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Title: The western arctic linkage experiment (WALE): overview and synthesis

Author: McGuire, A.D.; Walsh, J.; Kimball, J.S.; Clein, J.S.; Euskirdhen, S.E.; Drobot, S.; Herzfeld, U.C.; Maslanik, J.; Lammers, R.B.; Rawlins, M.A.; Vorosmarty, C.J.; Rupp, T.S.; Wu, W.; Calef, M.;

Date: 2008

Source: Earth Interactions. 12(7): 1-13

Publication Series: Scientific Journal (JRNL)

Description: The primary goal of the Western Arctic Linkage Experiment (WALE) was to better understand uncertainties of simulated hydrologic and ecosystem dynamics of the western Arctic in the context of 1) uncertainties in the data available to drive the models and 2) different approaches to simulating regional hydrology and ecosystem dynamics. Analyses of datasets on climate available for driving hydrologic and ecosystem models within the western Arctic during the late twentieth century indicate that there are substantial differences among the mean states of datasets for temperature, precipitation, vapor pressure, and radiation variables. Among the studies that examined temporal trends among the alternative climate datasets, there is not much consensus on trends among the datasets. In contrast, monthly and interannual variations of some variables showed some correlation across the datasets. The application of hydrology models driven by alternative climate drivers revealed that the simulation of regional hydrology was sensitive to precipitation and water vapor differences among the driving datasets and that accurate simulation of regional water balance is limited by biases in the forcing data. Satellite-based analyses for the region indicate that vegetation productivity of the region increased during the last two decades of the twentieth century because of earlier spring thaw, and the temporal variability of vegetation productivity simulated by different models from 1980 to 2000 was generally consistent with estimates based on the satellite record for applications driven with alternative climate' datasets. However, the magnitude of the fluxes differed by as much as a factor of 2.5 among applications driven with different climate data, and spatial patterns of temporal trends in carbon dynamics were quite different among simulations. Finally, the study identified that the simulation of fire by ecosystem models is particularly sensitive to alternative climate datasets, with little or no fire simulated for some datasets. The results of WALE identify the importance of conducting retrospective analyses prior to coupling hydrology and ecosystem models with climate system models. For applications of hydrology and ecosystem models driven by projections of future climate, the authors recommend a coupling strategy in which future changes from climate model simulations are superimposed on the present mean climate of the most reliable datasets of historical climate.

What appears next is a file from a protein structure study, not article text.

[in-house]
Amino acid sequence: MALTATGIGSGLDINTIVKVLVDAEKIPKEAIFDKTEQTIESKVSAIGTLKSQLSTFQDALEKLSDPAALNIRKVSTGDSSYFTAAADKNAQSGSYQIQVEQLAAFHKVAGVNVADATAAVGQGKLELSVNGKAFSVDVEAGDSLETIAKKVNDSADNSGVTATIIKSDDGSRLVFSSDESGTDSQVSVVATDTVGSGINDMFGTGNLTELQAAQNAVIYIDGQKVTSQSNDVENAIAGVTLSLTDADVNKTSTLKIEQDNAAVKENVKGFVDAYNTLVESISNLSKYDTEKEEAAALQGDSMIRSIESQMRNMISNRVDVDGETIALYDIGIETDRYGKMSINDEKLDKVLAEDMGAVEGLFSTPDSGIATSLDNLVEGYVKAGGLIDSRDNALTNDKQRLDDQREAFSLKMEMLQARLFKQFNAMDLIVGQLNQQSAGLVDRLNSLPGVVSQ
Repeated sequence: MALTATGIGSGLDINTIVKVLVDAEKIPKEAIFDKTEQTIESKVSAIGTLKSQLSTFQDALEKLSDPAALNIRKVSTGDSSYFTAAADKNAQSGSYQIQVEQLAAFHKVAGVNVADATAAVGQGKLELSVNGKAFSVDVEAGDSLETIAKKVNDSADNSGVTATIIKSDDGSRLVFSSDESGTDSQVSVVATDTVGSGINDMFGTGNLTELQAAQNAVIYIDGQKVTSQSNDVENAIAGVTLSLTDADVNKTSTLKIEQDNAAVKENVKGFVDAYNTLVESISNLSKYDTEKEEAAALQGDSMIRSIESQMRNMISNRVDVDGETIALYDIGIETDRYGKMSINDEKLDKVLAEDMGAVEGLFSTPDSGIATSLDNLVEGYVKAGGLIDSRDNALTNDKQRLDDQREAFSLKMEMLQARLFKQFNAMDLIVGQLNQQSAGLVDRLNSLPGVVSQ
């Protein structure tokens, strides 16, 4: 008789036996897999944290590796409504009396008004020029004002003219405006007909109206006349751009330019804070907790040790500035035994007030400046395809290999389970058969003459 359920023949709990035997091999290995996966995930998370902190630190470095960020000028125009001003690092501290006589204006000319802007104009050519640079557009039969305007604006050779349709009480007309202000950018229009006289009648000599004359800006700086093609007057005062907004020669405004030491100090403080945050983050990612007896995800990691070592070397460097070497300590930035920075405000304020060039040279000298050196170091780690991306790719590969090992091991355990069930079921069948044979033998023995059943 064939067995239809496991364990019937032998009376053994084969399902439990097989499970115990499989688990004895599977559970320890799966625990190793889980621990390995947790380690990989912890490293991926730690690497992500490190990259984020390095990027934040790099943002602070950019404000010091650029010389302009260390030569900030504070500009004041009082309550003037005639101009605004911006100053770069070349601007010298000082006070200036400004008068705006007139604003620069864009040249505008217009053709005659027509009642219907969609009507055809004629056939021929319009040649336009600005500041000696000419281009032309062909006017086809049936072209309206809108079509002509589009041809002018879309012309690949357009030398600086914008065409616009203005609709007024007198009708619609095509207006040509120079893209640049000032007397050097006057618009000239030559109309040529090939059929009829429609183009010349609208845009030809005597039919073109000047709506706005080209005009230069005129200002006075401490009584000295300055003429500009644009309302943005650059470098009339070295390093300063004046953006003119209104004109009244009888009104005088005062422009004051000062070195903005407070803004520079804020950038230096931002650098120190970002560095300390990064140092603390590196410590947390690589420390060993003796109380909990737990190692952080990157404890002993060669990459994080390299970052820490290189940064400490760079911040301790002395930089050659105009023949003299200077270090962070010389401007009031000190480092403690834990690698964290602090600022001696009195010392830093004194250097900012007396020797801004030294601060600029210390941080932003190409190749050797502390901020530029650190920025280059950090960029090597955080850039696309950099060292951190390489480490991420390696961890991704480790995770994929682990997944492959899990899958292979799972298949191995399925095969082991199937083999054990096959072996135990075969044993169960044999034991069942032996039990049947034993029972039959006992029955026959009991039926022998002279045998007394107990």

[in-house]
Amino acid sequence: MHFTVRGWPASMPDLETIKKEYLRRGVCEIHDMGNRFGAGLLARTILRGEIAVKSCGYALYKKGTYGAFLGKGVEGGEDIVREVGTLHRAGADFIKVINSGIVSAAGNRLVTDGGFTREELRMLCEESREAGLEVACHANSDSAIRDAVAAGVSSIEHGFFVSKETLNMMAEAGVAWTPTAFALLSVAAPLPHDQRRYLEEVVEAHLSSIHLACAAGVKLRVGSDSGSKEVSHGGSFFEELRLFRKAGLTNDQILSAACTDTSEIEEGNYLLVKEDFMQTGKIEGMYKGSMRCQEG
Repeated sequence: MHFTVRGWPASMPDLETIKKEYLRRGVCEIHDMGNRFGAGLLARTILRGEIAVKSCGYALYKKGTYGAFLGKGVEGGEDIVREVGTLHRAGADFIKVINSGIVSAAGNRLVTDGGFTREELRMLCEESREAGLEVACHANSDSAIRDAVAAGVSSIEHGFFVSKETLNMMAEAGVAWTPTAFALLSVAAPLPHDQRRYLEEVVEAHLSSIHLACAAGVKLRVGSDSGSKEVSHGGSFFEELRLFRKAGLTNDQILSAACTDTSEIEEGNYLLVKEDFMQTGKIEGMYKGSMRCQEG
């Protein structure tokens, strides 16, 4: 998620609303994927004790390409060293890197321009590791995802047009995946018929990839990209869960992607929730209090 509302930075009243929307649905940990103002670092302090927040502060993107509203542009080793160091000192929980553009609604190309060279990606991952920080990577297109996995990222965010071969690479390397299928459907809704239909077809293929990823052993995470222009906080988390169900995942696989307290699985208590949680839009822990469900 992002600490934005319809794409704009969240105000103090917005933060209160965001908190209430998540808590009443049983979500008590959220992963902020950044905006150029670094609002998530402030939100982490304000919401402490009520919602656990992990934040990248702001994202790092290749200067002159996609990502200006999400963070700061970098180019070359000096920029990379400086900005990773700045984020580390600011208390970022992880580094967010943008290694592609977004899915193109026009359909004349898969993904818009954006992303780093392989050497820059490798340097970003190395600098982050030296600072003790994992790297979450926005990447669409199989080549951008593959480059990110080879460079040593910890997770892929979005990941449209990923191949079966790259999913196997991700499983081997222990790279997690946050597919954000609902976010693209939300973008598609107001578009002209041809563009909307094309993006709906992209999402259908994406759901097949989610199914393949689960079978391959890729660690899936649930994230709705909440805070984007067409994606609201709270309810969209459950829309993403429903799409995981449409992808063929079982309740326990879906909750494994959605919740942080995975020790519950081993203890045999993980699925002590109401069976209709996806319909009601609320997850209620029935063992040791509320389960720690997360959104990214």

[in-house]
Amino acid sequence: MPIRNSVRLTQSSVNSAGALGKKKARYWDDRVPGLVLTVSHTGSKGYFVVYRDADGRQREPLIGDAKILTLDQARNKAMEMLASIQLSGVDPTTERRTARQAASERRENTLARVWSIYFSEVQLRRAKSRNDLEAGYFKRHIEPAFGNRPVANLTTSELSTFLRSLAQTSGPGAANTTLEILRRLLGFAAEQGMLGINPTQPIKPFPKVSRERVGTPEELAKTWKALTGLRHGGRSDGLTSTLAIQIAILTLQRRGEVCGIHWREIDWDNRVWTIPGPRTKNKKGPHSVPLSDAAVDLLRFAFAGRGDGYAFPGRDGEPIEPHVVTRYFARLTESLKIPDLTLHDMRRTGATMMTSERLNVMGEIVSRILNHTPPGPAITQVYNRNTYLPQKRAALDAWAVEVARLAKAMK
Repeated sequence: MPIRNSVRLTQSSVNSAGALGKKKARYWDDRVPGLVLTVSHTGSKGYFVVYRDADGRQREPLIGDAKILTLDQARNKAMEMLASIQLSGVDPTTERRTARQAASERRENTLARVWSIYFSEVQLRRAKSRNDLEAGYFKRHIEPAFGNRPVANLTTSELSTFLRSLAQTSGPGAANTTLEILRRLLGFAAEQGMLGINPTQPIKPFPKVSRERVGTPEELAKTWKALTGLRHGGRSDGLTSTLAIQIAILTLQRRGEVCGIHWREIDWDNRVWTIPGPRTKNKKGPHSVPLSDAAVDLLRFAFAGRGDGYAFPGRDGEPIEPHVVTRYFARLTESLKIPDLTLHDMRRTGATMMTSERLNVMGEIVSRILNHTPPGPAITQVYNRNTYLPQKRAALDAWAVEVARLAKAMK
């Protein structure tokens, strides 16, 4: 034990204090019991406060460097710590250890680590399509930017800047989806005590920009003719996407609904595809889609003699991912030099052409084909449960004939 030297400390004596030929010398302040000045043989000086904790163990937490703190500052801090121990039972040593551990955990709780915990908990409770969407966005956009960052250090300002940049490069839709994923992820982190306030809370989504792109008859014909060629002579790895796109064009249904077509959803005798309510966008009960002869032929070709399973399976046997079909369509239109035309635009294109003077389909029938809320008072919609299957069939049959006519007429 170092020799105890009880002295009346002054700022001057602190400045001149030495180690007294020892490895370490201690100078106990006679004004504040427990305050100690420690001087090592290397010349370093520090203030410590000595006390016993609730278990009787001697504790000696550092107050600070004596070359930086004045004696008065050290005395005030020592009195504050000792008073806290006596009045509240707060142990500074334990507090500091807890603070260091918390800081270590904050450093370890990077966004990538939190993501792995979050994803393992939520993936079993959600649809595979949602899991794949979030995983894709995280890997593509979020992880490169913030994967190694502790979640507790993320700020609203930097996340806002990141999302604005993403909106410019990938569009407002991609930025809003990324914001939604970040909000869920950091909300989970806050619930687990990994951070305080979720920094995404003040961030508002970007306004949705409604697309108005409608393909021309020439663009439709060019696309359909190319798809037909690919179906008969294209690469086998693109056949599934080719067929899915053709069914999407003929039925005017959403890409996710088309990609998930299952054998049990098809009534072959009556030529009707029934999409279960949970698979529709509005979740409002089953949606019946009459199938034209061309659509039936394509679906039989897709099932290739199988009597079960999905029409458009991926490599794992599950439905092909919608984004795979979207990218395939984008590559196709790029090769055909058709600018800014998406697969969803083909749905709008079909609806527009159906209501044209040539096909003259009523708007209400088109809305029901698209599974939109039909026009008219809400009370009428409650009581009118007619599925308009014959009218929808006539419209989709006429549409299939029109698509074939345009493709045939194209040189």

Keywords: Arctic, Boreal, Carbon, Climate, Ecosystem models, Hydrology, WALE, Western Arctic Linkage Experiment

Publication Notes:

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  • This article was written and prepared by U.S. Government employees on official time, and is therefore in the public domain.



McGuire, A.D.; Walsh, J.; Kimball, J.S.; Clein, J.S.; Euskirchen, S.E.; Drobot, S.; Herzfeld, U.C.; Maslanik, J.; Lammers, R.B.; Rawlins, M.A.; Vorosmarty, C.J.; Rupp, T.S.; Wu, W.; Calef, M. 2008. The western arctic linkage experiment (WALE): overview and synthesis. Earth Interactions. 12(7): 1-13.


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